“Ultra-long leases are quasi-feudalism and a sort of toxic waste that is left to future generations.”13

Part 1 – Conversion of long lease to ownership

Qualifying criteria

24. For the purposes of this Bill, a “qualifying lease” is a lease registered in the Register of Sasines or the Land Register, granted for an initial period of more than 175 years and with an unexpired duration of more than 100 years. The annual rent must not exceed £100, it may not be a lease granted for the sole purpose of granting access to pipes and cables nor a lease of minerals. Although only registered leases may be “qualifying leases”, there is provision in Part 4 of the Bill for a separate scheme for unregistered ultra-long leases to be registered and converted into ownership, if a tenant so wished.

25. The Bill’s Policy Memorandum explains that the criteria that leases must be for more than 175 years with more than 100 years left to run were chosen for good reasons.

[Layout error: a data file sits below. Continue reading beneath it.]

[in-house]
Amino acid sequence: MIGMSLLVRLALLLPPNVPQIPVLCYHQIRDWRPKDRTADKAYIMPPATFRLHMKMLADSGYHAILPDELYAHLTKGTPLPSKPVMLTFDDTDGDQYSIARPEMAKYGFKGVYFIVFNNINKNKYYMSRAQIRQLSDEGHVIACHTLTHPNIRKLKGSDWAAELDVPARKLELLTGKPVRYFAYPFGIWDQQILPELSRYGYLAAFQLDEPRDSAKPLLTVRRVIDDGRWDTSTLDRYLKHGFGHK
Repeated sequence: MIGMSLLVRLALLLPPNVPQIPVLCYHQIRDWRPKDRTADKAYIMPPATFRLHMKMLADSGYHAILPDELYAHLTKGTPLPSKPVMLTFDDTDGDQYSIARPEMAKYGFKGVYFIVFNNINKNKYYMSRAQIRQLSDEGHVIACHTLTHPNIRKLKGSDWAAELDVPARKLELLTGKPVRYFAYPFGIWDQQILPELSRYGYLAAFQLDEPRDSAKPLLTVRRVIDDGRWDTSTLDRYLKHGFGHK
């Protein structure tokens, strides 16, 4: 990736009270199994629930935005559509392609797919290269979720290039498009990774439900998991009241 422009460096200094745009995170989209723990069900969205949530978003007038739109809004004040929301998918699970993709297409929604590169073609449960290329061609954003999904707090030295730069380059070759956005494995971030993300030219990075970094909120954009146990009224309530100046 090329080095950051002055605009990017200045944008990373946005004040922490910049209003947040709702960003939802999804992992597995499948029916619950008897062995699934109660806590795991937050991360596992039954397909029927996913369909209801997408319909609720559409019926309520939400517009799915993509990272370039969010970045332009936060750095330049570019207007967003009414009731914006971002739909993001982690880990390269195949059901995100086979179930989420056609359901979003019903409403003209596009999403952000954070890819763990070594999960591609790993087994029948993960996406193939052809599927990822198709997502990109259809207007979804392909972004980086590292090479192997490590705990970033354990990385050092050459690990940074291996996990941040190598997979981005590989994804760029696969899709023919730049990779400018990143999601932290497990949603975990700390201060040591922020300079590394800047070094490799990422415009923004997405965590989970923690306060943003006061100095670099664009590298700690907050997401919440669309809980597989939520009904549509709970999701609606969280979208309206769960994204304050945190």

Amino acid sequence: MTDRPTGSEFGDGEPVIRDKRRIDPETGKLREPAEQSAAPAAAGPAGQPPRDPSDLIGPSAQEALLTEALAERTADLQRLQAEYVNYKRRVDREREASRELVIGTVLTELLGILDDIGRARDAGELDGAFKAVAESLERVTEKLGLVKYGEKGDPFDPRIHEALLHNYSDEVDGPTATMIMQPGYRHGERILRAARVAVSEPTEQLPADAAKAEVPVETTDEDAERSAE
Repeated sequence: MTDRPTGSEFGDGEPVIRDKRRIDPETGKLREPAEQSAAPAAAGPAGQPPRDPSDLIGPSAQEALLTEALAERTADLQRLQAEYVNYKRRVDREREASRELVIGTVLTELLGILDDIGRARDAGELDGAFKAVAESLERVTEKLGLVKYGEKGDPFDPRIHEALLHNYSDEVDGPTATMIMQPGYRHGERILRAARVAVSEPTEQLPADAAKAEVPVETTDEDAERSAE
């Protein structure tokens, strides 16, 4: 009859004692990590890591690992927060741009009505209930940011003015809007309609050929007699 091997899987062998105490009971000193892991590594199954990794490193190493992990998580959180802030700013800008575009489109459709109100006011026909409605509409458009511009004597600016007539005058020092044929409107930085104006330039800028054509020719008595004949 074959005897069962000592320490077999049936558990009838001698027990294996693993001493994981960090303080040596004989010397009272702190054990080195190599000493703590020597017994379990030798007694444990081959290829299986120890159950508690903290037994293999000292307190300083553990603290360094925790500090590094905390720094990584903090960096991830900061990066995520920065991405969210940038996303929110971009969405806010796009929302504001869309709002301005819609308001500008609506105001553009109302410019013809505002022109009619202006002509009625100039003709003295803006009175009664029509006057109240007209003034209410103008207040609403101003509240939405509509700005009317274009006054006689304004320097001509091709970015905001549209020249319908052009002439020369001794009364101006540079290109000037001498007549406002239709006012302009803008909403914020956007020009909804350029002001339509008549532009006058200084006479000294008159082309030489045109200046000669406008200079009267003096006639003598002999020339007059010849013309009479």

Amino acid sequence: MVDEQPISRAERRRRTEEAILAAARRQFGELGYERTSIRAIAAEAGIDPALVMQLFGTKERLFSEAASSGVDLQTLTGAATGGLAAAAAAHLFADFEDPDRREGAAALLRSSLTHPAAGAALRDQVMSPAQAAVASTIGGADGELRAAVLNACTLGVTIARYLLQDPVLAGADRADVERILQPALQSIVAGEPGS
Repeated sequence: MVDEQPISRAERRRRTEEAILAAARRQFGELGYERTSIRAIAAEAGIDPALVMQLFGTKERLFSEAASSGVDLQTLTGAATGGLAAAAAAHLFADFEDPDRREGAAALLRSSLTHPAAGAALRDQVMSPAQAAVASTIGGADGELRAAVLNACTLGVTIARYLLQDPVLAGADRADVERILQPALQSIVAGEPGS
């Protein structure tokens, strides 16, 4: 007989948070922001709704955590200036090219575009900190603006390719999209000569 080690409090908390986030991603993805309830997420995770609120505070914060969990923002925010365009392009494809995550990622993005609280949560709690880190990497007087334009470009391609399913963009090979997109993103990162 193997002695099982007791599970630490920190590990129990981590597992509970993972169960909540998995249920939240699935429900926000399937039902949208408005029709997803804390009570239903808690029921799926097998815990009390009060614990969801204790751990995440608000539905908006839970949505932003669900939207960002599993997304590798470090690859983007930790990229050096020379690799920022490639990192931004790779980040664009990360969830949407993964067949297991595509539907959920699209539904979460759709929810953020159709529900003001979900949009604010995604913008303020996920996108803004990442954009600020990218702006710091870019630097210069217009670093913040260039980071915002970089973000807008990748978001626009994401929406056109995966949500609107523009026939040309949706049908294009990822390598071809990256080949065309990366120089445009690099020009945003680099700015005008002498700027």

26. Reference was made to the work of the SLC which concluded that there was a clear dividing line between ordinary long leases and leases which amounted to virtual ownership. A durational limit of 125 years was originally proposed in the Bill to abolish the feudal system but this was increased to 175 during the passage of that Bill, now the 2000 Act.

27. The evidence heard by the Committee was, in the main, in favour of the threshold of 175 years.

28. Kenneth Swinton, for SLAS, said—

“It would be dangerous to go back and revisit that, as everyone, including lawyers, surveyors and other professionals, has been working over the past 10 years on the basis that ultra-long leases are those of 175 years or longer. It seems an unnecessary complication to introduce a new period of 125 years at this late stage. I do not have any evidence to suggest that the move from 125 years to 175 years has changed things”.14

29. David Melhuish, for the Scottish Property Federation, said—